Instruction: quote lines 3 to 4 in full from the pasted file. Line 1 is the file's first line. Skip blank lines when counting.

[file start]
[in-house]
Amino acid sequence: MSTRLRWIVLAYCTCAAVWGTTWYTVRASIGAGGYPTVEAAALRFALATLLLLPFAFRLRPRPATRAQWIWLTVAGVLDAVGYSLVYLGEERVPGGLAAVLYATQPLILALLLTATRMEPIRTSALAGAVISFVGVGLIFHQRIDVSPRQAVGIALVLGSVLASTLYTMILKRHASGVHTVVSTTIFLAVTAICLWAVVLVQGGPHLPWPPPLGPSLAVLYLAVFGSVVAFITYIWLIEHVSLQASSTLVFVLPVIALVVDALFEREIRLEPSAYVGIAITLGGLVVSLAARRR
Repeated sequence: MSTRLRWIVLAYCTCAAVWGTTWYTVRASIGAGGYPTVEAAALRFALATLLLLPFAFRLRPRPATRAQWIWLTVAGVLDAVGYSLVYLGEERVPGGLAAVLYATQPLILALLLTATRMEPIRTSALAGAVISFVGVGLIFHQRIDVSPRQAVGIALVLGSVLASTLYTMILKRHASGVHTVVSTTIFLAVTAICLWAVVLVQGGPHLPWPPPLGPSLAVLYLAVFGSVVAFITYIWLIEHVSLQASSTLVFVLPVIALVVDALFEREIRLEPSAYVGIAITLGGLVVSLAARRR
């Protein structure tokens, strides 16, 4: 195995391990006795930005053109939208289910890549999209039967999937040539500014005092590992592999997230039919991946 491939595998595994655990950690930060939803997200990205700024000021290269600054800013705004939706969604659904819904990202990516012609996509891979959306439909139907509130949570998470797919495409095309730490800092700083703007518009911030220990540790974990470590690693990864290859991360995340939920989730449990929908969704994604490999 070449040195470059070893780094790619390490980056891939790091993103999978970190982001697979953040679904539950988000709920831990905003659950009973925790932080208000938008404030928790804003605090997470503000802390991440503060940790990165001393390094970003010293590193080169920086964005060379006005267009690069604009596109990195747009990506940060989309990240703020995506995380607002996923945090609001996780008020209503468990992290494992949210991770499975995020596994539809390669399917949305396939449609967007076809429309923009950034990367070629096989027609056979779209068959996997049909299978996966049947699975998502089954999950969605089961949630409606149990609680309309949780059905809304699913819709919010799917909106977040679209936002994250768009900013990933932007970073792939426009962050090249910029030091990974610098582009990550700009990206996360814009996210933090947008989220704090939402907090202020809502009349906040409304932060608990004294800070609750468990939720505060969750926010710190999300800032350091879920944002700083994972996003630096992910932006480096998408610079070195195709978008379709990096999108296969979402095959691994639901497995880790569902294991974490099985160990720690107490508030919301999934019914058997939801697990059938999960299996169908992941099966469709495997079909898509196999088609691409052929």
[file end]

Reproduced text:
Repeated sequence: MSTRLRWIVLAYCTCAAVWGTTWYTVRASIGAGGYPTVEAAALRFALATLLLLPFAFRLRPRPATRAQWIWLTVAGVLDAVGYSLVYLGEERVPGGLAAVLYATQPLILALLLTATRMEPIRTSALAGAVISFVGVGLIFHQRIDVSPRQAVGIALVLGSVLASTLYTMILKRHASGVHTVVSTTIFLAVTAICLWAVVLVQGGPHLPWPPPLGPSLAVLYLAVFGSVVAFITYIWLIEHVSLQASSTLVFVLPVIALVVDALFEREIRLEPSAYVGIAITLGGLVVSLAARRR
């Protein structure tokens, strides 16, 4: 195995391990006795930005053109939208289910890549999209039967999937040539500014005092590992592999997230039919991946 491939595998595994655990950690930060939803997200990205700024000021290269600054800013705004939706969604659904819904990202990516012609996509891979959306439909139907509130949570998470797919495409095309730490800092700083703007518009911030220990540790974990470590690693990864290859991360995340939920989730449990929908969704994604490999 070449040195470059070893780094790619390490980056891939790091993103999978970190982001697979953040679904539950988000709920831990905003659950009973925790932080208000938008404030928790804003605090997470503000802390991440503060940790990165001393390094970003010293590193080169920086964005060379006005267009690069604009596109990195747009990506940060989309990240703020995506995380607002996923945090609001996780008020209503468990992290494992949210991770499975995020596994539809390669399917949305396939449609967007076809429309923009950034990367070629096989027609056979779209068959996997049909299978996966049947699975998502089954999950969605089961949630409606149990609680309309949780059905809304699913819709919010799917909106977040679209936002994250768009900013990933932007970073792939426009962050090249910029030091990974610098582009990550700009990206996360814009996210933090947008989220704090939402907090202020809502009349906040409304932060608990004294800070609750468990939720505060969750926010710190999300800032350091879920944002700083994972996003630096992910932006480096998408610079070195195709978008379709990096999108296969979402095959691994639901497995880790569902294991974490099985160990720690107490508030919301999934019914058997939801697990059938999960299996169908992941099966469709495997079909898509196999088609691409052929």